A new investigation by the BBC has revealed that 1 in 16 category two ambulance call-outs are experiencing significant, life-threatening delays.

Delays are being blamed on under-funding of the NHS, putting pressure not only on the ambulance service itself, but the many other areas of health provision that impact on the service.

Bed shortages, problems with social care and Accident and Emergency pressures all mean that there are increasing delays in handing over emergency patients on arrival at Accident and Emergency.

Consequently, whilst category one patients in immediate life-threatening danger continue to experience prompt service, category two patients, such as heart attack, stroke and burns victims, can experience waits of well over an hour before emergency services arrive.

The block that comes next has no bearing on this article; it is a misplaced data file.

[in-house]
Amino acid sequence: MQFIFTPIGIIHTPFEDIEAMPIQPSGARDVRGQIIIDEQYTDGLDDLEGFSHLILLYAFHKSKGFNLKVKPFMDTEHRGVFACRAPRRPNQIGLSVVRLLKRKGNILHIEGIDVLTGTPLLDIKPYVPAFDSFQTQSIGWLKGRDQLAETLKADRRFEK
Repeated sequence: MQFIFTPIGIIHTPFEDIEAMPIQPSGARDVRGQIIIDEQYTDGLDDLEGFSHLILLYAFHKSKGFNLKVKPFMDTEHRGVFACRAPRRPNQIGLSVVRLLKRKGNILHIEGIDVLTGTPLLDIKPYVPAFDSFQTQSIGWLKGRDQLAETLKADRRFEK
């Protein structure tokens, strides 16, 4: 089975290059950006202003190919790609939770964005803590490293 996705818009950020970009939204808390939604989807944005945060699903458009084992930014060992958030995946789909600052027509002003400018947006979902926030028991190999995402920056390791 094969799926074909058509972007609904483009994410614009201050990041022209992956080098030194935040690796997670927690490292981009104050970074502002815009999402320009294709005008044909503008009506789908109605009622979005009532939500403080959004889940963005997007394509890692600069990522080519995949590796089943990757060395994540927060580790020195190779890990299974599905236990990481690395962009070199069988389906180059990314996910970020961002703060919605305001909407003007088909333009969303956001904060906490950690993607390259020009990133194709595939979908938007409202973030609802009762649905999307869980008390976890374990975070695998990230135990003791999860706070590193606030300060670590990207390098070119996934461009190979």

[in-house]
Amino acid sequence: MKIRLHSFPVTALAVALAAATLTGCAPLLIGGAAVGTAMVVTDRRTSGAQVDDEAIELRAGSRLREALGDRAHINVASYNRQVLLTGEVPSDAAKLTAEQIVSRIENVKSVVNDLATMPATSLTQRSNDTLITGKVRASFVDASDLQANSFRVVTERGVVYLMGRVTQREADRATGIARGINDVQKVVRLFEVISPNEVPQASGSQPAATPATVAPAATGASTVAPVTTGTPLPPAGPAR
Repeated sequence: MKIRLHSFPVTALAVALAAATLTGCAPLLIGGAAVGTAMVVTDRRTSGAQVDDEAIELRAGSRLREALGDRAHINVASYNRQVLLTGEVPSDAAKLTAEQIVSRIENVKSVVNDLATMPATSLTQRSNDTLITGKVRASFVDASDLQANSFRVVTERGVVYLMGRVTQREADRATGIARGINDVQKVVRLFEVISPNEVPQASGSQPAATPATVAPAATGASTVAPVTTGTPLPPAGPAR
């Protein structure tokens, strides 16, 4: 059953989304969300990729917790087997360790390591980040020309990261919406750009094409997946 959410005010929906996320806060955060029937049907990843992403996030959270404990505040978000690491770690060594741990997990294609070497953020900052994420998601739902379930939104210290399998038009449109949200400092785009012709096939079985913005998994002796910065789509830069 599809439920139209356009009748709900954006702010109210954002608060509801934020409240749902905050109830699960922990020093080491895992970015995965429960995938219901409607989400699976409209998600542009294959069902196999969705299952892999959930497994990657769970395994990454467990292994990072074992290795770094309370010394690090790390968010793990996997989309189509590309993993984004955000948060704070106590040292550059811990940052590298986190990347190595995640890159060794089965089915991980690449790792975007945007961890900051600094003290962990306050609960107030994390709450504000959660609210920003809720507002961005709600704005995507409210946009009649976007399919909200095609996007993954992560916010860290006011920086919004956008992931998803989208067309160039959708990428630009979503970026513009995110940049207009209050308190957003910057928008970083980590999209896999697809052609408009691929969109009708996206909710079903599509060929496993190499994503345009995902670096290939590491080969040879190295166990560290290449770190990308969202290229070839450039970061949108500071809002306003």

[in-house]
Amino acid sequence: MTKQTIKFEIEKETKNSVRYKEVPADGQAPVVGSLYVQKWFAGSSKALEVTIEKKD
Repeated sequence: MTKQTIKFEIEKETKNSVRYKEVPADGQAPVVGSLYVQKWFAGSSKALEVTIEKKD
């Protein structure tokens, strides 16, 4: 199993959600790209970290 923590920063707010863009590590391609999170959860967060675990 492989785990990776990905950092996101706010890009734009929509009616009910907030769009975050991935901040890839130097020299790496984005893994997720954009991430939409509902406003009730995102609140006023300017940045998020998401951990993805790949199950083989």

According to the NHS targets, set in 2017, category two call-outs should be responded to within an average time of 18 minutes.

Following a Freedom of Information request, the data received by the BBC showed that, between January 2018 and September 2019, more than 4000 category two call-outs per week took more than one hour before the patient was reached.

The East Midlands service appeared to be under most pressure with more than 12% of category two patients suffering an excessive wait for the ambulance service to arrive.

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